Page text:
2006-2015 Mitsubishi Strada
How the mighty had fallen; if last week I tackled in my Honda Odyssey review that Honda struggled back in the early 90s that Japanese media predicted it will be taken over by Mitsubishi unless they don't act on it, decades later the opposite happened with Honda going afloat while Mitsubishi in trouble in most of North America and Europe but is alive and kicking in Asia. While products like the Eclipse, Galant, and the Lancer Evolution fading to obscurity, the Mirage and Strada keeps them profitable.
Launched in pick-up crazy Thailand, the fourth generation Triton (or Strada or L200, depending on where you live) made its debut in 2005 and this truck is exported to 140 countries (excluding the likes of North America, where the Dodge Dakota based Raider is offered instead). This truck introduced CRDi engines and was the basis of the second generation Pajero/Montero Sport which was introduced three years later.
Replacing the overdue L200 series, the Strada offered car-like comfort and has numerous amenities that undercuts established rivals. February 2011 saw the arrival of an engine upgrade through a variable-geometry turbocharger which saw an upgrade in both power and torque. This generation was made available until 2015, with its successor having its introduction in March this year. 4x4 models were first made available with two-wheel drive and a 3.2 top model (killed later in favor of the VGT variants) followed suit. Special edition models were introduced between 2013 to 2014.
Value and Costs
With the new model on the horizon, Strada prices can range between P660,000 to P980,000 (this does not include the L200, a related model aimed at fleets). Considering its price positioning, it holds its value well except for the Hilux.
The 4D56 engine is notorious for its smoke belching nature, so check out for black smoke out of its tailpipe. Apart from this, first releases had problems with the suction control valve no thanks to low fuel standards. Other known problems include the alarm, leaf springs that squeak, and the undercarriage (which is serious for such a car).
Exterior and Interior
If there is one thing that makes the Strada known for, it would be the separator between the cabin and the bed called the "J-line", making it more car-like but more softer than rivals which has an emphasis on a brute personality. A bed liner comes standard for GLX models and above while an electronically operated dual lift cargo cover can be had with the GLS Sport V SE. Upper models gain a window which one can access the bed area from the cabin, something that was dropped in the current model. Before we forget, the bed area isn't a big as most rivals.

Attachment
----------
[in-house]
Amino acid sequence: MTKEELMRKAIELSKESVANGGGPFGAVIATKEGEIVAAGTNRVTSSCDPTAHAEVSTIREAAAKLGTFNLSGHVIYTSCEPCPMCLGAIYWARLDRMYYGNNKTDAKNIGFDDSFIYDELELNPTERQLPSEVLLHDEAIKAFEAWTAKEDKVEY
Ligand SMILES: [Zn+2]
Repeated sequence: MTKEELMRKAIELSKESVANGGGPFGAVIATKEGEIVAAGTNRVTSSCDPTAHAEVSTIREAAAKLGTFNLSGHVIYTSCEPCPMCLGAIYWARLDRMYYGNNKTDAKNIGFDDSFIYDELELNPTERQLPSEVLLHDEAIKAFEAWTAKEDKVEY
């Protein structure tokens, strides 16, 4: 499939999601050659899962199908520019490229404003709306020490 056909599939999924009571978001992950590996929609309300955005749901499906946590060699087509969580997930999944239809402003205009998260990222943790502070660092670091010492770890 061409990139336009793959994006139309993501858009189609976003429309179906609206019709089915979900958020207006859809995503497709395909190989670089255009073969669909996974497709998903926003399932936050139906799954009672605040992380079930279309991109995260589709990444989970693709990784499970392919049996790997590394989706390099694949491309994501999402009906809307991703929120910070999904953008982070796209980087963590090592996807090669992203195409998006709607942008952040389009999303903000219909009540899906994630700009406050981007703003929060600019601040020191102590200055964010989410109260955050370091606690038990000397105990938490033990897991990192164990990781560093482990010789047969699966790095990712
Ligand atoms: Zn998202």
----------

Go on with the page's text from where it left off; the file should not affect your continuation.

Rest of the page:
Unlike rivals that are cramped, the Strada is car-like, which is a good thing. The 2011 update made a touchscreen monitor standard (navigation ready for some, do take note) in all but the GL models, while paddle shifters situated behind the steering wheel are reserved for top models. 4x4 models (not including the GL) also gain an automatic climate control.
We shall first go with the common engine powering most of its kind: the 4D56 2.5 that displaces 134hp at 3,500rpm and 314Nm at 2,000rpm which shoulders in the lower models. The next one from the same engine family but with VGT gains 176hp at 4,000rpm and 350Nm at 1,800-3,500rpm for automatics while manuals have 400Nm at 2,000-2,850rpm. Lastly, there is the 4M41 3.2 with 163hp at 3,500rpm and 343Nm at 2,000rpm powering the top model GLS Sport from 2007 to 2011. Going with the engine characteristics, the 134hp 2.5 is fine enough and can deliver the goods while the 176hp has a wide range of rpm with going to the upper range rewarding you with lots of power (we do not recommend speeding with a truck, though), and choosing the 3.2 rewards you more power (without any excessive smoke).
Depending on the persons you'll be asking, this one is biased towards a comfortable ride, an advantage when it comes to ferrying elderly people or anyone with back problems. When it comes to acceleration, it goes well on a straight line but falls flat on mountainous roads no thanks to slow steering, soft suspension, and a less than impressive braking. For long drives, this is one great companion, credit a car-like position and ride plus it will give in to your desire for more speed.
Pick-up trucks have different personalities, and the Strada is the more subtle type while having some muscle to spare. If you value a smooth ride with more equipment and treating cargo capacity as a bonus, this is the one. Rivals may outplace this one, but it still can hold a candle.
- Car-like handling and ride
- More features for the price
- Cost of maintenance
- Smoke prone 2.5 engine
- Smallish cargo bed
- Spongy brakes on some situations
The Pick: 2.5 GLX
Engines: 2,476cc 4D56/T and 3,200cc 4M41 I4 diesel
Power: 134hp @ 3,500rpm (2.5 non-VGT), 176hp @ 4,000rpm (2.5 VGT), 163hp @ 3,500rpm (3.2)
Torque: 314Nm @ 2,000rpm (2.5 non-VGT), 350Nm @ 1,800-3,500rpm (2.5 VGT, AT), 400Nm @ 2,000-2,850rpm (2.5 VGT, MT), 343Nm @ 2,000rpm (3.2)
Fuel Consumption: 7-9km/L (city), 10-13km/L (highway) (*estimated and varies)
Transmission: 5-speed manual, 4-speed automatic, 5-speed automatic (GLS Sport V only)
Suspension: Front double wishbone with coil spring and stabilizer, rear rigid elliptic leaf spring with telescopic shock absorbers
Price (New): P850,000-P1,340,000 (range between variants)
Price (Now): P660,000-P980,000
Rivals: Chevrolet Colorado, Ford Ranger, Isuzu D-Max, Mazda BT-50, Nissan Navara, Toyota Hilux
On Sale: 2006-2015
Diamond Motors - Valle Verde - (02) 671-9590